MATTHEW MODINE: The most influential character in my environmental life was Jacques Cousteau. Not only did he make me aware of the environment and the creatures we share the world with, he taught me many ways to proactively takes steps to save and protect them. It’s very difficult to fight the exploitation and industrialization of our oceans and forests. The companies that have the money to exploit the earth’s natural resources also have the powerful weapons and propaganda tools to act and capitalize on those actions as they please.

CHRISTINA LESSA: What community based projects interest you right now?

MATTHEW MODINE: I’ve been working on a hydrogen energy project for almost a decade now. The man I’ve been working with, Nicolas Kernene, has great humanitarian aspirations for this source of clean, sustainable energy. Nic doesn’t want to wait to be as rich as Bill Gates before he does something to help humankind. From the start, he has asked me to guide his company to be a leader in humanitarian efforts.

CHRISTINA LESSA: What is the one fantasy project that you would like to bring to fruition in your lifetime?

MATTHEW MODINE: Bicycle for a Day. I started this not for profit a decade ago. BFAD has helped raise national awareness of urban cycling. Not racing: commuting or Upright Cycling. I was asked if there was something I could do to improve the environment, what would I do? I said, “Bicycle”. Choosing to ride a bike instead of driving a car has an immediate positive impact on the environment. Not to mention the benefits to your personal health. My goal with BFAD is to create a kind of global critical mass – a day when the whole world would be united by a bicycle event. A day when everyone would choose not to drive a car, but ride a bicycle. The biggest movement in the history of the earth is the environmental movement and BFAD would be the event that would unite the world in solidarity for that movement.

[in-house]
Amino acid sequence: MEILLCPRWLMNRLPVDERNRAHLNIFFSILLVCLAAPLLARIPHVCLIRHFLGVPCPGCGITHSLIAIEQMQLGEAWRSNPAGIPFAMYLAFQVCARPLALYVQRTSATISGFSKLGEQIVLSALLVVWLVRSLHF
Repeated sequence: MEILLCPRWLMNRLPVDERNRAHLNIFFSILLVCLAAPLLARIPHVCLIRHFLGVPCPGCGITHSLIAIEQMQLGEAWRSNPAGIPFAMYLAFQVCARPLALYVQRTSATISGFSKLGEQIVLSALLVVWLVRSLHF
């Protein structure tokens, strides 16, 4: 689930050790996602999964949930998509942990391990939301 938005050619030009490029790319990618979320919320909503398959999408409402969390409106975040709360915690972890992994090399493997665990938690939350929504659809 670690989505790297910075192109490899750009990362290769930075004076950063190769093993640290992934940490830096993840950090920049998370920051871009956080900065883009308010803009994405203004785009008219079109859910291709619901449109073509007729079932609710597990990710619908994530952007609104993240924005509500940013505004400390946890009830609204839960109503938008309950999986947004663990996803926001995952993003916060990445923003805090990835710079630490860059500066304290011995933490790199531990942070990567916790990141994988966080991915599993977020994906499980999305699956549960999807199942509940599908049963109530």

Shot 04 008_retFacts about cycling:

The average person loses 13 pounds their first year of commuting by bicycle.

3 hours of cycling per week can reduce your risk of heart attack or stroke by 50%.

In 1964, 50% of kids rode to school and the obesity rate was 12%. In 2004, 3% rode to school and the obesity rate was 45%.

The United States could save 462 million gallons of gasoline per year by increasing cycling from 1% to 1.5% of all trips.

Each auto-commuter in the U.S. spends an average of 50 hours a year stuck in traffic.

In 2003, cars stalled in traffic wasted 5 billion gallons of fuel.

CHRISTINA LESSA: What film project are you working on right now?

MATTHEW MODINE: I’m preparing a film which I wrote and will direct. It’s called, The Rocking Horsemen. I always wanted to be in a band. This is my chance to live that dream. I am lucky to be able to be in this position. You have heard it said that luck is actually hard work. This is a fact. Luck equals preparation for when opportunity knocks.

CHRISTINA LESSA: Exposure to the arts is key to the success of our creative economy which is so vital now in terms of job creation. I read that you grew up in the drive-in-movie theater that your Dad managed and that you had your acting epiphany while watching “Oliver!” Because of this it seems you had a head start in obtaining access to art. With publicly-funded arts programs being cut from our budgets, what is your opinion on private philanthropy?

MATTHEW MODINE: In addition to all of those cinematic influences, I had terrific exposure to other arts at home. My Father taught me to paint at a young age with watercolors so that I could learn the essential elements of the value of light and composition. I realize that not everyone has those types of opportunities.

In terms of more mature artists that are finding their way, it’s always been difficult for artists to sustain themselves. Benefactors and patrons have often been the life’s blood for artists. But artists must not be perturbed or become despondent if they do not have support from someone else. Graffiti artists take their voice to the streets. Musicians busk. Comedians perform in parks. The need to speak and create and sing has to be stronger than the desire to find financial support from others. While it is sometimes essential that public programs and philanthropists ensure that artists do not starve, I think artists are better at being artists when they’re hungry.